Setting Nitrogen Surplus Benchmarks to Control Nitrate Pollution of Groundwater in Northeast Nebraska
By Gabrielle Boucher, NWC student intern
Every year, the Nebraska Water Center (NWC) awards United States Geological Survey (USGS) 104b funding for projects intended to address water challenges in Nebraska. The competitive selection process includes reviews by a panel of fellow colleagues. This year, four projects were chosen and each focuses on contaminated water in Nebraska. To provide an overview of each project and the researchers behind them, the NWC will publish a series of articles on 104b awardees.
With the high volume of farming in Nebraska, nitrate levels in groundwater have been an issue for quite some time as agriculture has contributed high concentrations of this contaminant. Even with efforts to control concentrations from various organizations such as Natural Resource Districts (NRDs) and Nebraska’s Department of Environment and Energy (NDEE), nitrate levels are still on the rise. This is perplexing because multiple policies and technologies to reduce contamination have so far been unsuccessful. Dr. Mesfin Mekonnen believes it is vital to conduct research on sources of contamination in order to create improvements concerning the control of nitrate concentrations in Nebraska.
Mekonnen is a research assistant professor with the Daugherty Water for Food Global Institute. He is originally from Ethiopia and has been in Nebraska for four years. He is excited to be leading a project titled “Setting Nitrogen Surplus Benchmarks to Control Nitrate Pollution of Groundwater in Northeast Nebraska” with the grant he has received. The focus of this project is to evaluate sources of nitrogen besides that from fertilizer. Mekonnen noticed a gap between the amount of research on fertilizer- based nitrogen and non-fertilizer sources, so he is seeking to answer whether significant nitrogen contamination comes from sources other than fertilizer. The research completed for this project will estimate nitrogen input and output from various sources in four northeast Nebraska NRDs.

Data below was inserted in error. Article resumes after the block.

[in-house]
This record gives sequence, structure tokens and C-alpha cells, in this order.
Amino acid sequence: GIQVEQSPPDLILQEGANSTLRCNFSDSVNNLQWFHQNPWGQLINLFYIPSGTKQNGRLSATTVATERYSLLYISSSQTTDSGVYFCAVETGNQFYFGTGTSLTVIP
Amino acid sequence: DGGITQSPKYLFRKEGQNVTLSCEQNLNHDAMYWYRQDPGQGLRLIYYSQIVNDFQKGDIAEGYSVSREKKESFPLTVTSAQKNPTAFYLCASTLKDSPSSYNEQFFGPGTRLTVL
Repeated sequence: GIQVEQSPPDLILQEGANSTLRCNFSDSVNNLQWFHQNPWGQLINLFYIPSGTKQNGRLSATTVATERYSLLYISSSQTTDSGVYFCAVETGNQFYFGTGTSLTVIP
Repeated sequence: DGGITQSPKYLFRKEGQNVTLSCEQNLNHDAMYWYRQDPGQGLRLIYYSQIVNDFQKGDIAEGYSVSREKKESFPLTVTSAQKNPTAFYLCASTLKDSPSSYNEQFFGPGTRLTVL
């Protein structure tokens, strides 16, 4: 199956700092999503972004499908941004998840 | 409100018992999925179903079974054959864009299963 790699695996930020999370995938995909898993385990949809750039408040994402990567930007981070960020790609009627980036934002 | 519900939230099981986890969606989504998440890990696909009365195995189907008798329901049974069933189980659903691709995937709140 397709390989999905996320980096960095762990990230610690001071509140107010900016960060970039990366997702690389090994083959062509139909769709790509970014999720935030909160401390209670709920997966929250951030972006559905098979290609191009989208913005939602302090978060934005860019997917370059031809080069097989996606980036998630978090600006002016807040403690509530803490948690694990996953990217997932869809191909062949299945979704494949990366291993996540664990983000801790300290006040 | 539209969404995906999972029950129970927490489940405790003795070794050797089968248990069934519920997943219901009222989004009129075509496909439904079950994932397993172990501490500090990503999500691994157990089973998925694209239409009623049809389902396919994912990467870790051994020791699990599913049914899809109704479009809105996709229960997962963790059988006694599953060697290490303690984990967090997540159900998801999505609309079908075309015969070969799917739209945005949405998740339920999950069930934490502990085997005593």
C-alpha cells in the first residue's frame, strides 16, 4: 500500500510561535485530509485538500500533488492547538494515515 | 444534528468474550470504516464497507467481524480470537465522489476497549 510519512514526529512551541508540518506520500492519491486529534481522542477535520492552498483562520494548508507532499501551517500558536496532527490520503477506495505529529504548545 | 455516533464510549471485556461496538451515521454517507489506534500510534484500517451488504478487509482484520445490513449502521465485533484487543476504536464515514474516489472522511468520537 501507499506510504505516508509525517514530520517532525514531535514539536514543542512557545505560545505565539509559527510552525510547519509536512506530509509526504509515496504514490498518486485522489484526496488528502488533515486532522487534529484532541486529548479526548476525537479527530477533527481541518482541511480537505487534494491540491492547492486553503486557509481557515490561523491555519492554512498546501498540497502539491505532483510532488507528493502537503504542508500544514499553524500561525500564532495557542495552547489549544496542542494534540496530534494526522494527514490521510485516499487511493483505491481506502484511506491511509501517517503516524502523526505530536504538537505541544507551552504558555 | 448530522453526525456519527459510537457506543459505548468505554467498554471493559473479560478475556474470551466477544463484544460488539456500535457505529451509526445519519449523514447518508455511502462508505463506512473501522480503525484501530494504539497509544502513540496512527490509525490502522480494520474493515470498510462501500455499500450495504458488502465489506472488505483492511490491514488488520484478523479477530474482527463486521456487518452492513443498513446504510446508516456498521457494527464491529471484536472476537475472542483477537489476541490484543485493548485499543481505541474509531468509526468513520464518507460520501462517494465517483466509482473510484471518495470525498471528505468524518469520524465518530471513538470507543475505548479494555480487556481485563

So how does he propose to measure this surplus? For context, nitrogen surplus is defined by Mekonnen as the difference between the amount of nitrogen coming in and going out. In some places the surplus could be negative, but here in Nebraska, it is typically positive. For this research, nitrogen surplus will be evaluated in rural areas by determining the input of nitrogen from fertilizers, manures, deposition, fixation, and irrigation water as well as outputs from harvested crops and grass, crop residues, and gases. This contrasts with other research that focuses only on fertilizers. The novelty of this study will hopefully give a broader idea of where nitrogen contamination comes from in Nebraska.
Mekonnen expects results to show “nitrogen fertilizer application will be the major problem, but he can also see an input from manure plus what we don’t consider in most cases – rural places that use septic tanks.” This will hopefully extend beyond meeting research objectives and deliver information that can be used to conserve resources and protect Nebraska. Ultimately, this project can be something that inspires other researchers to look into these ideas.
This project will begin on March 1, 2020 and results are expected within one year. Mekonnen will be working alongside Dr. Daniel Snow, director of the University of Nebraska-Lincoln’s Water Sciences Laboratory and Dr. Dan Miller, USDA-ARS research microbiologist.